Welcome to the WWII Forums! Log in or Sign up to interact with the community.

Kerry Bagshaw OBE

Discussion in 'Roll of Honor & Memories - All Other Conflicts' started by GRW, Mar 6, 2016.

  1. GRW

    GRW Pillboxologist WW2|ORG Editor

    Joined:
    Oct 26, 2003
    Messages:
    19,877
    Likes Received:
    2,533
    Location:
    Stirling, Scotland
    "Kerry Bagshaw, who has died aged 72, was a Royal Marine officer who went on to work for the Secret Intelligence Service.
    In 1988 Bagshaw became first secretary at the British Embassy in Moscow where he reported on political and military developments in the Soviet Union. He then returned to London to help to prepare Stella Rimington, the future director-general of MI5, for her historic meeting with the KGB in its headquarters and chief prison, the Lubyanka.
    Ostensibly the purpose was to help the Russians come to terms with working in a democracy. The actual meeting was, Rimington later recalled, “like wild animals suddenly presented with their prey in circumstances where they couldn’t eat it.”
    Between 1993 and 1995 Bagshaw managed security operations throughout Western Europe, and from 1995 to 1998 he headed a group responsible for building new relationships with Russia, central and eastern Europe and the Balkans, before becoming, in 1998, special representative to the Caspian region.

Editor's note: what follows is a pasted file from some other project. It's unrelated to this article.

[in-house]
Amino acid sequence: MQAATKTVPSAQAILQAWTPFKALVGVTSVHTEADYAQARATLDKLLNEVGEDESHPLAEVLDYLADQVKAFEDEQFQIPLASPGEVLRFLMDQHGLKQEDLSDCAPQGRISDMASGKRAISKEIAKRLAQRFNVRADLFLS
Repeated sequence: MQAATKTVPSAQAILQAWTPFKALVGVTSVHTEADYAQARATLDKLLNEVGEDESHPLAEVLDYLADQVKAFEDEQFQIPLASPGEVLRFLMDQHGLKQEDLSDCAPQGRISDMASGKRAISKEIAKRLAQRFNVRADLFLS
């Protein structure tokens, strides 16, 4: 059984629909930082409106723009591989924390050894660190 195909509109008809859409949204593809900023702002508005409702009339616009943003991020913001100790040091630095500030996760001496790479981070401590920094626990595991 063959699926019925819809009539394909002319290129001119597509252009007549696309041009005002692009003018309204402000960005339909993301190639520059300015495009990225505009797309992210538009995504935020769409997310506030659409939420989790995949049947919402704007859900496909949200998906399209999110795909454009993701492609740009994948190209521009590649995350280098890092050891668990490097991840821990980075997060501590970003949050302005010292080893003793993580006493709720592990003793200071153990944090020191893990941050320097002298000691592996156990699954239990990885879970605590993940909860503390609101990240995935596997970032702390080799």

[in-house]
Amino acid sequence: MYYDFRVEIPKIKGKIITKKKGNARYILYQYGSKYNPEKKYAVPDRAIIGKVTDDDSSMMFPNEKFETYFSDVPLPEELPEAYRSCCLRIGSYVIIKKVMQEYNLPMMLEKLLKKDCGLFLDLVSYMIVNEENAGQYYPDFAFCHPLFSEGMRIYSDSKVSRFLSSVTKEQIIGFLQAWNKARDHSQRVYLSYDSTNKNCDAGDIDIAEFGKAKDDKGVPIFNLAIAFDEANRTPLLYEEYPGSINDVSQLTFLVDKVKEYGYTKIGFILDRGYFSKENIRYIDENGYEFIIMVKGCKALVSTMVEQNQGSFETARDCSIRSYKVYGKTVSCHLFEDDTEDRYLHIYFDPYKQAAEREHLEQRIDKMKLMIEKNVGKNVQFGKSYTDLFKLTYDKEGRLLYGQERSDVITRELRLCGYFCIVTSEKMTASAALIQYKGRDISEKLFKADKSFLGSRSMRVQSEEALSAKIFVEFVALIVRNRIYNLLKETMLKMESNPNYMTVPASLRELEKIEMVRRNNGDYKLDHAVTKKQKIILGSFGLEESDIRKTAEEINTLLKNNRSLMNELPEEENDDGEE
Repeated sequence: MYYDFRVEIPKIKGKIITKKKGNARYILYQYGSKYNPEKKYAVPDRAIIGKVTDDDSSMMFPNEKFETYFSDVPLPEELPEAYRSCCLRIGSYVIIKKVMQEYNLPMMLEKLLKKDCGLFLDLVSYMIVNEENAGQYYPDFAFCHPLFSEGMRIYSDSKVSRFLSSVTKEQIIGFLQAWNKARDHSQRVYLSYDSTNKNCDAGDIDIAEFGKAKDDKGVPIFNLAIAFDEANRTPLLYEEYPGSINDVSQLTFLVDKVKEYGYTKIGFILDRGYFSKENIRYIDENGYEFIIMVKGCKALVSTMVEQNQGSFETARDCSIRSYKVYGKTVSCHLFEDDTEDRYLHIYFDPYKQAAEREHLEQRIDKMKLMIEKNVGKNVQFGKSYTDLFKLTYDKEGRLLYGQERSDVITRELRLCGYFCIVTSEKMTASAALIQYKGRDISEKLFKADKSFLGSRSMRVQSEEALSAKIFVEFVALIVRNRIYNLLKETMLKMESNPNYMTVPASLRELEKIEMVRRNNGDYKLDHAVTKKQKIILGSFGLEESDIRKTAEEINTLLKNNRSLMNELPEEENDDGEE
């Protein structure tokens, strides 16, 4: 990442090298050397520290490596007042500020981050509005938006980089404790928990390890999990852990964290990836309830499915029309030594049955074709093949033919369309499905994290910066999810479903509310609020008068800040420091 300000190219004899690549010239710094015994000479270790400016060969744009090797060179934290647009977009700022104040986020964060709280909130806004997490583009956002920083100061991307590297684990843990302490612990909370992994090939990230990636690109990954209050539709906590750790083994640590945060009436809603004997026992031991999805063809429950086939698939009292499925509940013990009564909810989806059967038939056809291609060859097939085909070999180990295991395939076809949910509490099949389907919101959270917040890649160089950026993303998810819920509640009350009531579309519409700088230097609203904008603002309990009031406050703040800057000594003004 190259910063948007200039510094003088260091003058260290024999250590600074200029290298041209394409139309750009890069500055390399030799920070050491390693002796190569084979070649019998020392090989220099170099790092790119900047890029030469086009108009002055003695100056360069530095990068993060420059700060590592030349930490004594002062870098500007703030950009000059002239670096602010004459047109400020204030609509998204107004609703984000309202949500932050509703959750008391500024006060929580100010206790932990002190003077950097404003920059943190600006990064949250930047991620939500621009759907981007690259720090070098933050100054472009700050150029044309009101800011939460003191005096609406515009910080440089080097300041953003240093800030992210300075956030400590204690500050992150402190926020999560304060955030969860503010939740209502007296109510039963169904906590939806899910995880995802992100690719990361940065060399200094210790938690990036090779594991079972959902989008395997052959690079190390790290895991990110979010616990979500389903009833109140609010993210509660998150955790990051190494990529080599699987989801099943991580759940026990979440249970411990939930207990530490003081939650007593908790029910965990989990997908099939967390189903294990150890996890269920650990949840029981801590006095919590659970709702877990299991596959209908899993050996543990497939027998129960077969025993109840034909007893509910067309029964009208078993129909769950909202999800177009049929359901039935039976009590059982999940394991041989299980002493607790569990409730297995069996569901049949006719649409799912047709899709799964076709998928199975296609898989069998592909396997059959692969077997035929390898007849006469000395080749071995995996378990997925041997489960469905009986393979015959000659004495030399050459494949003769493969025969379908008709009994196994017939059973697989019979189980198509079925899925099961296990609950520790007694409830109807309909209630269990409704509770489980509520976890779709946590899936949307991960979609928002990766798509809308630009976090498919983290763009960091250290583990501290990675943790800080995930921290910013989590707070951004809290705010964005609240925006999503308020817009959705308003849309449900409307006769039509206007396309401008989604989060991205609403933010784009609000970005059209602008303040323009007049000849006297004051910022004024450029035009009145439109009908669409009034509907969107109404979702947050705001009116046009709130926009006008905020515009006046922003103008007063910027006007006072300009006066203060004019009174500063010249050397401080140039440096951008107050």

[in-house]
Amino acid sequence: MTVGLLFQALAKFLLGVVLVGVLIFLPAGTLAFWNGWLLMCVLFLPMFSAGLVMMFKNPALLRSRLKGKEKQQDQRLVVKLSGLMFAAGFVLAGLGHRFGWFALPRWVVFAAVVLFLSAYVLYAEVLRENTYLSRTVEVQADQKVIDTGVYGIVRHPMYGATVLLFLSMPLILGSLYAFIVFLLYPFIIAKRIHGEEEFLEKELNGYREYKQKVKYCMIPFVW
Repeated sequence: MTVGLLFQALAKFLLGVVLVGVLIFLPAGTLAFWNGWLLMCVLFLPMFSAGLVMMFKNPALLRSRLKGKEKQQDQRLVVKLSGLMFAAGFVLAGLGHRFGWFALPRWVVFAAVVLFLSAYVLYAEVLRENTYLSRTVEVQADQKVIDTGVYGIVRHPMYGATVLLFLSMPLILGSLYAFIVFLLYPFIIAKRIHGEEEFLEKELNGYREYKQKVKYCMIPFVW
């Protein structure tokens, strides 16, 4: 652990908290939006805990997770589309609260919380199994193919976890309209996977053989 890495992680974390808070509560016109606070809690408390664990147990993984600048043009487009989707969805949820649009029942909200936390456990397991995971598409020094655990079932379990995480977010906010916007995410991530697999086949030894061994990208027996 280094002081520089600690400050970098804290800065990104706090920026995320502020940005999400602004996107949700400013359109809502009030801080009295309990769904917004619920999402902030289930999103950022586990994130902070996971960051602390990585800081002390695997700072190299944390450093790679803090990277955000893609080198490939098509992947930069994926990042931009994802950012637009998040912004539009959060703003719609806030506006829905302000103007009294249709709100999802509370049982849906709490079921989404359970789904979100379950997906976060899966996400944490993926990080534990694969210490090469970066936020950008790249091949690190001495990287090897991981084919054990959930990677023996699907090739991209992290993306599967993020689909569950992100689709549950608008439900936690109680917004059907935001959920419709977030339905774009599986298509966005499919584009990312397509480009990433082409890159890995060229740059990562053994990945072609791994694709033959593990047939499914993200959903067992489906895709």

Charles Kerry Bagshaw was born on October 5 1943 in Gloucester, brought up in Buxton, and educated by the White Fathers at Saint Columba’s College, a Catholic seminary near Melrose, before joining the Royal Marines as a raw recruit in 1961.
    Bagshaw saw much action in one of Britain’s bloody but forgotten colonial conflicts, the Radfan Campaign, a vicious war in the mountains between Yemen and Saudi Arabia, when the British attempted to keep a truce between tribesmen and to maintain the separate identity of Aden. In 1964, he was selected for officer training."
    http://www.telegraph.co.uk/news/obituaries/12179791/Kerry-Bagshaw-marine-obituary.html
     

Share This Page